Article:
Throwback Thursdays: Sea Otter - 95 til Infinity

16 April, 2015

Sea Otter Classic turns 25 years old today.  Old enough to rent a car.  So it only seems fitting that we do a throwback post in the whoa it's been a ride style of Sea Otter's past in a tribute to its birthday and future.  The oldest photo I could find came from the 1995 XC race start, appearing in the 1996 WTB Catalog:

Can't really make anybody in particular out unfortunately but you can see a proud old school Grip Shift logo and the Sea Otter logo itself happily touts turquoise as its primary lettering with perhaps purple accents, hmmm... can't quite see well enough to discern.  On to better things, IT being SENT:

Terrible photo quality but at least they're on WTB product.  You see a lot of photos of the Dual Slalom, must be something about a bicycle skying over a car racing track and being such a showdown, here's a better one:


 Kirt Voreis, takin' care of bidniss, on a lovely Intense Tazer HT.  There was nothing lovely about the Tazer HT, it was an M1 without the fun massive shock that let you luxuriously case landings.  Ok, speaking for myself here.  The Tazer HT was definitely a Ferrari of slalom bikes - tight, taught, nimble and unforgiving.  There were other treats tucked in the folds of the Bicycle Retailer throwback to 2003:

Pretty sure they're long gone so I can openly make fun of them.  Yes, there was a time period, un hunh, 2003ish, where bikes looked too much like moto bikes and not in the good way.  See how high that BB is - it's almost as tall as the kid (it's at least higher than his theoretical belly button) grasping the Double Track, the cheap OEM version of the truly expensive heavy misunderstanding, the Double Wide, which I wanted because Bender had it, but had to settle for the Single Wide.  Depending on who you talk to, this was either the best or worst period for mountain bikes.  Notice I didn't even mention the Super Monster fork - yep, everyone erased that from their memories... 40mm stanchions, heavier than children, known for tearing off their 1-1/8" steerers, and lowers that extended so far beneath their axles that it wasn't a matter of if but when an unruly stump or upset root would slingshot you over the bars.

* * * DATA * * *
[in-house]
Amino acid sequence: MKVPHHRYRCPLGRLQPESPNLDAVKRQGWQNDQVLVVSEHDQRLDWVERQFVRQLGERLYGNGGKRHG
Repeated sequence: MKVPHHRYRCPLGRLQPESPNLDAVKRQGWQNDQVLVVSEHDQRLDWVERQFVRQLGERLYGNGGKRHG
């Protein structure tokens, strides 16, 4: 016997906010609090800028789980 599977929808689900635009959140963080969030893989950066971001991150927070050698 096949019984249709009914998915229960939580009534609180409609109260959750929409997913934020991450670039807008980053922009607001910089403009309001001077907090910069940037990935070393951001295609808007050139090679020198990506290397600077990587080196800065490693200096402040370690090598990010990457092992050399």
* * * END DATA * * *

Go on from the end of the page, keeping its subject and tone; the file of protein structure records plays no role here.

Somehow, at the same time, this occurs:

The zing of angry freehubs, a whole moving irksome mass hurtles past on the speedway, leaving the aftershock of something sweet lingering in the air... hmmm.... roadie perfume?  Don't they know that thing's designed for race cars? They can't be fast enough for it.

It's a unique time, that's for sure.  This perhaps intentional, perhaps not titling of the photo from the 2003 Vol 12 No 8 Bicycle Retailer probably sums it ups best:


 Yep, no idea.  Not sure I want to know.

But I do know that amidst the fluttering flags, blowing dust, uncertain weather - are we sunburned and parched or soggy and unhappy?  Somewhere in the middle of all that, set up, take down, sneak beers in, act professional, there's a real sense of community.  Too many people come together, even more race, and it's all for celebrating bikes.  That's a good thing.  So here's to another 25 to Sea Otter, the most cycling merriment you may or may not wish to experience.

The Story of the Riddler

14 April, 2015

Nathan Riddle and his son, Ripley Riddle during an interview in 2014  about the Riddler tire's development.